Draw-bore pins with a difference—How to make and use them

DSC_0052We recently made the video series on making the trestle table using some very unique methods and techniques DSC_0442I developed partly for training must mostly for rock solid build. I am more amazed by the audience we reach these days and just how quickly people are developing their skills to become true woodworkers. P1050740The online methods we are using are of course based on 50 years of the doing of it and it does make a difference. If you want to watch a video on making solid hardwood dowels and then installing two types of draw-bore pins you will need to take up the free subscription to woodworkingmasterclasses.com. In the processes we teach we also pass on making yet another poor-man’s tool for making the pins to dead size at no cost.DSC_0441

It’s one thing making the dowels but making the square ends and fitting them to the recess might be a challenge without the right instruction. No routers and no lathes, no fancy equipment for any of it, just stuff you probably have hanging around. Hope that you enjoy it.

Oh, and no we won’t bang on about selling you anything either. No spamming, no adverts just real woodworking free for all who want to master real woodworking.

7 Comments

  1. Hugo on 15 June 2015 at 5:57 pm

    Thanks again Paul, and all the team.

    Cheers!



  2. Jeff Polaski on 15 June 2015 at 9:24 pm

    Timely lesson, and my first month’s subscription has been paid off several times over by what I learned, and I’ll tell you why: a third way to make drawing pins I learned last week.

    Chris Schwarz at Lie-Nielson demonstrated drawpins in tenon-mortise joints. Smaller joints, so he used a 1/4 inch hole and peg. He bore the holes the same as you, but during the assembled first dry run, he used one of a Drawbore Pin Pair (sold as a pair by L-N for $90) to twist into the joint first to ease the way. He did taper the dowel pin all the way around, while you did it simply to get the leading end past the the offset of the tenon.

    For a dowel pin, he batoned a slice of short oak with his folding pocket knife. (Ouch! I just don’t see someone who treats his tools well dong that to a knife, no matter what the current fashion is.) He then used a Dowel Plate (sold each by L-N for $90; the case for only $15) to reduce the square batoned slice of oak first to 1/2″, then 3/8″ and finally to 1/4″.

    Chris reassembled the joint and drove in the dowel, 1/16″ offset, driving the sharp end past the far face of the joint. And then he cut off the excess cleanly with a flush saw.

    Like you, I enjoy the chase for a better price, and came up with only one other high-end dealer who has the gear: Lee Valley. A single Drawbore Pin for $30, and a set of 4 Dowels Sizers for $40. So I got the price down from $135 to $70. L-N’s philosophy is to do a pair of mortise-tenon joints at a time, unless the work requires the use of four at a time. By the way, Chris did not use glue, and the dry run demonstrated that it was a fairly loose joint to start with (I guess to make the point). It sure was tight when he finished it.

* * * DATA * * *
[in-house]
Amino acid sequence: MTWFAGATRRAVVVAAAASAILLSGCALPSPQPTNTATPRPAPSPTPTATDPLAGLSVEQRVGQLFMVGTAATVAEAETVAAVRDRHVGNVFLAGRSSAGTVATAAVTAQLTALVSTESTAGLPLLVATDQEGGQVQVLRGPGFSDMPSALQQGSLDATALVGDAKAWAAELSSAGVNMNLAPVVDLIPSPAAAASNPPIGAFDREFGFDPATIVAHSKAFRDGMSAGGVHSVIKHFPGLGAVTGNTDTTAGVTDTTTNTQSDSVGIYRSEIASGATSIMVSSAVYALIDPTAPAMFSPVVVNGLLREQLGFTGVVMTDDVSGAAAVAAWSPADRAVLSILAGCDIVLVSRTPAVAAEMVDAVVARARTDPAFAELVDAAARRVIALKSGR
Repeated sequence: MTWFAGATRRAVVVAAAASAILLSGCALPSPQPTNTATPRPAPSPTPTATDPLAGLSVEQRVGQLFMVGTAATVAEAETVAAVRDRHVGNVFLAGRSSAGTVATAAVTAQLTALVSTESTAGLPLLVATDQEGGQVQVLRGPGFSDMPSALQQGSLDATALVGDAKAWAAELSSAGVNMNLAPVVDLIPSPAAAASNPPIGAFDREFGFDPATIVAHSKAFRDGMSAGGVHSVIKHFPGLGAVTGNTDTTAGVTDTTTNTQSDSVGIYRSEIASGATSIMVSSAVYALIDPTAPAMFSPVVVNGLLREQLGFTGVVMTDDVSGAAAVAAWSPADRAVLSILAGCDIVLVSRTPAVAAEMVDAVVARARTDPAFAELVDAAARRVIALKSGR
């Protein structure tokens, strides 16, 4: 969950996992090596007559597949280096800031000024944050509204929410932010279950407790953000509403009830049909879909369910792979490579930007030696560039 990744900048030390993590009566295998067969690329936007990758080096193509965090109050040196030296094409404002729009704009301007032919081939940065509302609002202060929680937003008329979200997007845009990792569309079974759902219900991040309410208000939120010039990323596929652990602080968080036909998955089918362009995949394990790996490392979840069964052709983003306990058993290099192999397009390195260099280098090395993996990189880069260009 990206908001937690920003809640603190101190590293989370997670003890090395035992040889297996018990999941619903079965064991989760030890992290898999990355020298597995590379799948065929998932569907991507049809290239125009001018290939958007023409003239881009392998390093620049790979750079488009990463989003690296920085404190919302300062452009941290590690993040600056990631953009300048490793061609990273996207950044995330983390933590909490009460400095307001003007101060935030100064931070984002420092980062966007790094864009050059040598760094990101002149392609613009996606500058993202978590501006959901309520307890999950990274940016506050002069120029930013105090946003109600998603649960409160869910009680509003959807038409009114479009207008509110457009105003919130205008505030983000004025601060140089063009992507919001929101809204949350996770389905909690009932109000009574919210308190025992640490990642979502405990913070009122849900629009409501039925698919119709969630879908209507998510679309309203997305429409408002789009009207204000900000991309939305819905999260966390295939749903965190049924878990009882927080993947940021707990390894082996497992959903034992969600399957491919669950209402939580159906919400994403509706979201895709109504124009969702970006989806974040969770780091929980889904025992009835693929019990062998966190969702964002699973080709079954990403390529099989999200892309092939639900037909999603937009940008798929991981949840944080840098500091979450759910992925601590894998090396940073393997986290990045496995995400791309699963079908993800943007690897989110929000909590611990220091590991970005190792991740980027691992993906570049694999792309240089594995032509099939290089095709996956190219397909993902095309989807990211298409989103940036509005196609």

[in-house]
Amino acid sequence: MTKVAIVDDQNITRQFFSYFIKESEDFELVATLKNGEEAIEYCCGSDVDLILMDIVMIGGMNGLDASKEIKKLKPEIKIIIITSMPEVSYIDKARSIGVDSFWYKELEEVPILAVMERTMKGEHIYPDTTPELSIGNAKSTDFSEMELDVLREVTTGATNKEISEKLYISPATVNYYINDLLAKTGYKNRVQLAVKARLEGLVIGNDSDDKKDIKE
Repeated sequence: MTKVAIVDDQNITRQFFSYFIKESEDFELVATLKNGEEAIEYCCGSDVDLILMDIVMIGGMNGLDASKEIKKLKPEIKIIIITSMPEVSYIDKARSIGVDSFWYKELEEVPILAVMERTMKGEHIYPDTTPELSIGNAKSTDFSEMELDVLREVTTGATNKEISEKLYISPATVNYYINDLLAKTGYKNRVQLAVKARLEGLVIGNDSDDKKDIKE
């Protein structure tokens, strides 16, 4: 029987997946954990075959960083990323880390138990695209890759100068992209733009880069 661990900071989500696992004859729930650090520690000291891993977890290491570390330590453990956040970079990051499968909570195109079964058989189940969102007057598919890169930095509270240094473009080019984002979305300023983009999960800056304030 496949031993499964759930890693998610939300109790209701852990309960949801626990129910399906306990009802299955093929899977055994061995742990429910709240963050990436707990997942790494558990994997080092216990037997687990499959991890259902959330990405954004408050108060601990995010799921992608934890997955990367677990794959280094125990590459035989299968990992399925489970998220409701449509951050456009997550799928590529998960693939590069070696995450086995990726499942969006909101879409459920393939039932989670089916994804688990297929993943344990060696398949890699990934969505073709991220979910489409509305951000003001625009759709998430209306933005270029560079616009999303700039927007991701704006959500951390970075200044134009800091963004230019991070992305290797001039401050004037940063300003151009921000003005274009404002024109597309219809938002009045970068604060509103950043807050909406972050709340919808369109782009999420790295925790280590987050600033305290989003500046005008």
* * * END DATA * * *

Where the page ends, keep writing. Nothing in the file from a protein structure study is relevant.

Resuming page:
So, my question is what wood did you use for the doweling? Stronger than oak?

    I like this joint. The proof is in my doctor’s waiting room,with Craftsman style seating of different types, the common theme though, being loose mortise-tenon joints. Not really any worn wood finish or seating cushions, and whopping 1-inch-across square peg heads at some joints, probably hiding screws. I like this draw boring joint. A lot.
    *****************************************************************************
    PS:
    If I’m right, you used 3/8″ for pretty much everything in that joint, including the hole I think you drilled through the hacking knife. Which of course would be more appropriate for batoning, especially bought from Ragnar from RagweedForge for $17.50, although I use the Mora high carbon chisel knife (no point, just edge) for $12.50). Won’t catch me using my folding belt knife for bashing with a hammer, no less.
    (Disclaimer: I get no commissions or price breaks from Ragnar, who sometimes dresses like a Viking, axe, puukko, and all.)



    • Paul Sellers on 15 June 2015 at 10:13 pm

      Actually, washers work very well for dowel makers too. In our video we just used oak, but any and all woods work.



      • Jeff Polaski on 16 June 2015 at 3:22 pm

        I can see a 6″ to 8″ board in my future, with a set of washers with graduated size holes lined up and inset into the wood. Already have the bits to make holes in the wood for the new dowels to drop through.

        I even see a light filing to sharpen the inside edges of the washer hole. Oak dowels ! I’m coming up in the world.

        By gosh, between Paul and Derek, I do believe dinner our with my wife just fit into the budget. Thank you, guys.



  3. Eric L on 15 June 2015 at 10:21 pm

    The videos are great, even if you have watched everything on YouTube sign up for the free videos here. This is so easy, custom dowels in any wood one needs from scrap.



  4. Derek Long on 15 June 2015 at 10:28 pm

    Jeff, I like LN tools as much as the next guy, but an appropriately sized screwdriver works a charm as a drawbore pin for a tenth of the price.



    • Jeff Polaski on 16 June 2015 at 3:15 pm

      Thank you for the suggestion. When I get to a suitable Mortise-Tenon joint, first I’ll try going pinless, as Paul did (makes me think of skinny dipping as a kid). I I definitely have some Phillips screwdrivers with ruined Phillips heads to put to the hand-cranked grinder for a minute or two. Gotta love what we used to call “work-arounds” in my late, unlamented career in computer stuff.